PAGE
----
“I think initially it is all about being creative and we don’t talk about a budget. We actually don’t use the word ‘commercial’ at those early stages. God, no, it’s not part of our remit. That’s limiting you too soon, too quickly. It’s all about being able to nurture the creative side and all of their possibilities.

“Also, identities and individualities are huge. We don’t have an LSAD signature as such. We have an LSAD ethos and approach but the students are all individuals.”

External traction

“We have a lot of visiting lecturers from the industry. We have the best and we surround ourselves with the best and I think that is our secret and we benchmark with the best.”

Critiques, deadlines, training, networking, social media and work placements contribute to accomplishment and “our alumni have been incredibly supportive. They are our lifeline.”

Employment prospects are terrific, especially with LSAD being “the only college in Ireland that has the Gerber digital pattern cutting system. We have a technical side that is incredible.”

Now the Royal College of Art wants to collaborate with LSAD in research, design and digital development, in tandem with college and industry.

A case of Limerick leading with Britain’s most prestigious in Fashion and Design innovation and education.

30 years working in Fashion Course, LSAD, one of the college world’s leaders.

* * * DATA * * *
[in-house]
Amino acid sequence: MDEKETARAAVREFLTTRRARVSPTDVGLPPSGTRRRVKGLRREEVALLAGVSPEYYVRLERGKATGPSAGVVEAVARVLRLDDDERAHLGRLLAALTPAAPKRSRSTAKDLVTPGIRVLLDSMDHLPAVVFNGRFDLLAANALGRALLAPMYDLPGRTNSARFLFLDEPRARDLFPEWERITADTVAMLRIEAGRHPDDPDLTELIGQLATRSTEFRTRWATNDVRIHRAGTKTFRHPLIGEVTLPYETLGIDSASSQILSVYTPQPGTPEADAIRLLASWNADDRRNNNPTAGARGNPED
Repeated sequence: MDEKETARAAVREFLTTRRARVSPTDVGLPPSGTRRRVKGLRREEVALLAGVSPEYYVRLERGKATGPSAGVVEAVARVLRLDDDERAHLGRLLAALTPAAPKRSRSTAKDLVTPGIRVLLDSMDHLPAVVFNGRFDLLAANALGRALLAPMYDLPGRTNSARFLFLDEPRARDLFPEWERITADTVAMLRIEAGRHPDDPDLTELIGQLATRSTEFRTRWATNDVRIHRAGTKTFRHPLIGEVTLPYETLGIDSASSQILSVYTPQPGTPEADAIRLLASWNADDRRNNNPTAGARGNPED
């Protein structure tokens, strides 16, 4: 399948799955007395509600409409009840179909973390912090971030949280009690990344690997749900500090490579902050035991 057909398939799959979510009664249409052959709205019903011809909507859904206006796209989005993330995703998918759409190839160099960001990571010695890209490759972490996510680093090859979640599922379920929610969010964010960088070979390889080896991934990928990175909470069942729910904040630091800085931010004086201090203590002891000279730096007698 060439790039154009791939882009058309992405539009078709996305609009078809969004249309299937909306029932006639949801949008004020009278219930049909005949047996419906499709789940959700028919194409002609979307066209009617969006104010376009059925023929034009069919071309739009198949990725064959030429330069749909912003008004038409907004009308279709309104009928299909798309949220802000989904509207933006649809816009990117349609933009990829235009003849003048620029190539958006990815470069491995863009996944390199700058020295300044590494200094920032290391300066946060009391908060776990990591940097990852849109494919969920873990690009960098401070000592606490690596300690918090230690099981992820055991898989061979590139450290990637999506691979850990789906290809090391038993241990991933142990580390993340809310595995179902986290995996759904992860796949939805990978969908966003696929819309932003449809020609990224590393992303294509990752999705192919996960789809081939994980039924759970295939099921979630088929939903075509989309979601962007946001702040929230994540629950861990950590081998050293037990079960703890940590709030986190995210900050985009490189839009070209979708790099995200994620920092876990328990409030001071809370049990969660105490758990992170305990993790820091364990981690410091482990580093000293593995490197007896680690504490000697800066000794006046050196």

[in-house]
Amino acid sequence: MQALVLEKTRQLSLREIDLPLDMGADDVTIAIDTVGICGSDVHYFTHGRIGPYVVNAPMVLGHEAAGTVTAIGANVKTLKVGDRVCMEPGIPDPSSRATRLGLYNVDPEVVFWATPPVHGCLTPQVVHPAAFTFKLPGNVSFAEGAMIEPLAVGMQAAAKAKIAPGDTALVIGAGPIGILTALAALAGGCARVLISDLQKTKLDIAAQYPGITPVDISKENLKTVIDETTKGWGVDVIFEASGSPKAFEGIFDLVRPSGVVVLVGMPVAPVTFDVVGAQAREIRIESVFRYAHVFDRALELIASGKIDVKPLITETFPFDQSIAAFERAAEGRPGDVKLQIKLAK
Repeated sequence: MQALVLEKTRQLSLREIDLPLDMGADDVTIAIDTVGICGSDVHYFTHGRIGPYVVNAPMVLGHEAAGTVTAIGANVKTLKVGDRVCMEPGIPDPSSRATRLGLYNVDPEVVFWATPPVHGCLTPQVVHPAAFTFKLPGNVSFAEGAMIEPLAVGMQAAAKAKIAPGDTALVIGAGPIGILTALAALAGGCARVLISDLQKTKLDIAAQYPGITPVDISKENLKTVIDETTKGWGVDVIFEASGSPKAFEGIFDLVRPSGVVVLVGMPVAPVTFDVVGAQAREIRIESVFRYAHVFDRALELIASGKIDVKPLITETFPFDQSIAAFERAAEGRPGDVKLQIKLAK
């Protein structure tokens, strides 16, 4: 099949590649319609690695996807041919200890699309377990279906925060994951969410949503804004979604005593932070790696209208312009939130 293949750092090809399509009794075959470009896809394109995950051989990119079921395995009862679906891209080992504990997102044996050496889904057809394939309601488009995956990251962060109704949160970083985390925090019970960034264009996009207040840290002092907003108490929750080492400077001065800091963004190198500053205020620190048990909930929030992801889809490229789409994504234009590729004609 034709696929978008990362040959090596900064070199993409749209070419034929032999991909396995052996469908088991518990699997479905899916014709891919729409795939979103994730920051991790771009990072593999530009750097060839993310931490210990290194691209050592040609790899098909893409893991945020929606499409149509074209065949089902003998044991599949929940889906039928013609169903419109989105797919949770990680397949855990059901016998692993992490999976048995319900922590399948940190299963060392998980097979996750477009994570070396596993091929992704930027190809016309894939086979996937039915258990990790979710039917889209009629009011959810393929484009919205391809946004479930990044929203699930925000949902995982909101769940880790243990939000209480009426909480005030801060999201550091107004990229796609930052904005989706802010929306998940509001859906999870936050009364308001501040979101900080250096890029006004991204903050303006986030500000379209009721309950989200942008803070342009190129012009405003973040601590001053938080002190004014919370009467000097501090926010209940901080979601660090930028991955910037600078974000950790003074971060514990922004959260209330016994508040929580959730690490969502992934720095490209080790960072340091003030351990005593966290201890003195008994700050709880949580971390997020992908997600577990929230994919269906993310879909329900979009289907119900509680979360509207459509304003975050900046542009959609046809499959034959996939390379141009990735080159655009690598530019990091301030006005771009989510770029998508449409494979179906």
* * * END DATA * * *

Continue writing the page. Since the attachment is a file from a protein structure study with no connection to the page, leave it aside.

Photo: Cian Reinhardt

Soul talk:

AS a young LSAD graduate Anne Mellinn went on to New York for ten years, attending the Fashion Institute of Technology to complete a Masters.“That was a life changing experience for me, as  you can imagine. The FIT is in the heart of the garment district of NY.”

She looks back with delight at the formative years. She won the Ruth Sharf Critic’s Award, “so that was a stepping stone for me as that obviously opened doors with respect to getting good jobs. I got good jobs. I worked with Gap, with Donna Karan, I did a lot of freelance work.”

Downtime?

“I love to walk. I have climbed the four highest mountains in each province – I’m quite competitive, believe it or not. I love yoga, I love music and I love going to gigs.

“Obviously art and museums are my food for creativity. I love going to movies.

“I live outside Killaloe and that’s the most beautiful place in the world…It is my haven. You need to have downtime because you need to get your nourishment and to come back in again.”

Limerick?

“Limerick has been nothing but good to me and to the course, to be honest.

“Limerick Enterprise Office’s Eamonn Ryan has been so supportive, Brown Thomas has been incredibly supportive, as has Limerick Institute of Technology. As with Jim Greenslade who has been my head of Design as has school director Michael Fitzpatrick. Troy Studios were fantastic to our graduates and employed 12 students into their Costume Department and to be honest, within the art college have certainly employed a huge amount of people across all departments.

“I think sustainability is very important. I think up-cycling, recycling are very important and we don’t need to be buying as many clothes so we can take care of the environment.

“It is an absolute privilege to work here. Every day I feel so blessed. I actually do love Limerick. I am from County Westmeath and to be honest, Limerick has given me education, my career so this is my home.

Tough times?

“As for handling difficulty, I think you have two choices in life. You can choose to lie down or to get up, and I choose to get up.”

Click on Cian Reinhardt’s video to hear what underpins LSAD’s invitation to show in London Fashion Week annually.